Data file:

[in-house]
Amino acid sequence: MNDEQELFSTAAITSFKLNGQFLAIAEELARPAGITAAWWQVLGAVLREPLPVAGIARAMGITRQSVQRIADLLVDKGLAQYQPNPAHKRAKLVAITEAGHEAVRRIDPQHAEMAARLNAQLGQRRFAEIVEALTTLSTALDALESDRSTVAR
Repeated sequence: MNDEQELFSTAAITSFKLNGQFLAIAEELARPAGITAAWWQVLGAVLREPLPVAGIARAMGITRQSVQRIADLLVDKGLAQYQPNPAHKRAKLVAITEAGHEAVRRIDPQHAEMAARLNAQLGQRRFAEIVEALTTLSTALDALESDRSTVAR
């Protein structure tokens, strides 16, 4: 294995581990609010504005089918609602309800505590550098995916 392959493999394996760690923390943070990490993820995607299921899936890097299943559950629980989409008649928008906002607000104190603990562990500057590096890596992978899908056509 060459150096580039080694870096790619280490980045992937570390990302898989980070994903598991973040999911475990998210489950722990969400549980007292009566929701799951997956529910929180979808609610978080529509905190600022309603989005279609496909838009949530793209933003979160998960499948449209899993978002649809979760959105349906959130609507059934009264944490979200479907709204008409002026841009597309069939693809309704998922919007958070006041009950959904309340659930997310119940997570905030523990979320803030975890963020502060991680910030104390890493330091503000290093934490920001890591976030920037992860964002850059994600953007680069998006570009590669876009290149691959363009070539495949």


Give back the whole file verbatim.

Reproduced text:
[in-house]
Amino acid sequence: MNDEQELFSTAAITSFKLNGQFLAIAEELARPAGITAAWWQVLGAVLREPLPVAGIARAMGITRQSVQRIADLLVDKGLAQYQPNPAHKRAKLVAITEAGHEAVRRIDPQHAEMAARLNAQLGQRRFAEIVEALTTLSTALDALESDRSTVAR
Repeated sequence: MNDEQELFSTAAITSFKLNGQFLAIAEELARPAGITAAWWQVLGAVLREPLPVAGIARAMGITRQSVQRIADLLVDKGLAQYQPNPAHKRAKLVAITEAGHEAVRRIDPQHAEMAARLNAQLGQRRFAEIVEALTTLSTALDALESDRSTVAR
């Protein structure tokens, strides 16, 4: 294995581990609010504005089918609602309800505590550098995916 392959493999394996760690923390943070990490993820995607299921899936890097299943559950629980989409008649928008906002607000104190603990562990500057590096890596992978899908056509 060459150096580039080694870096790619280490980045992937570390990302898989980070994903598991973040999911475990998210489950722990969400549980007292009566929701799951997956529910929180979808609610978080529509905190600022309603989005279609496909838009949530793209933003979160998960499948449209899993978002649809979760959105349906959130609507059934009264944490979200479907709204008409002026841009597309069939693809309704998922919007958070006041009950959904309340659930997310119940997570905030523990979320803030975890963020502060991680910030104390890493330091503000290093934490920001890591976030920037992860964002850059994600953007680069998006570009590669876009290149691959363009070539495949």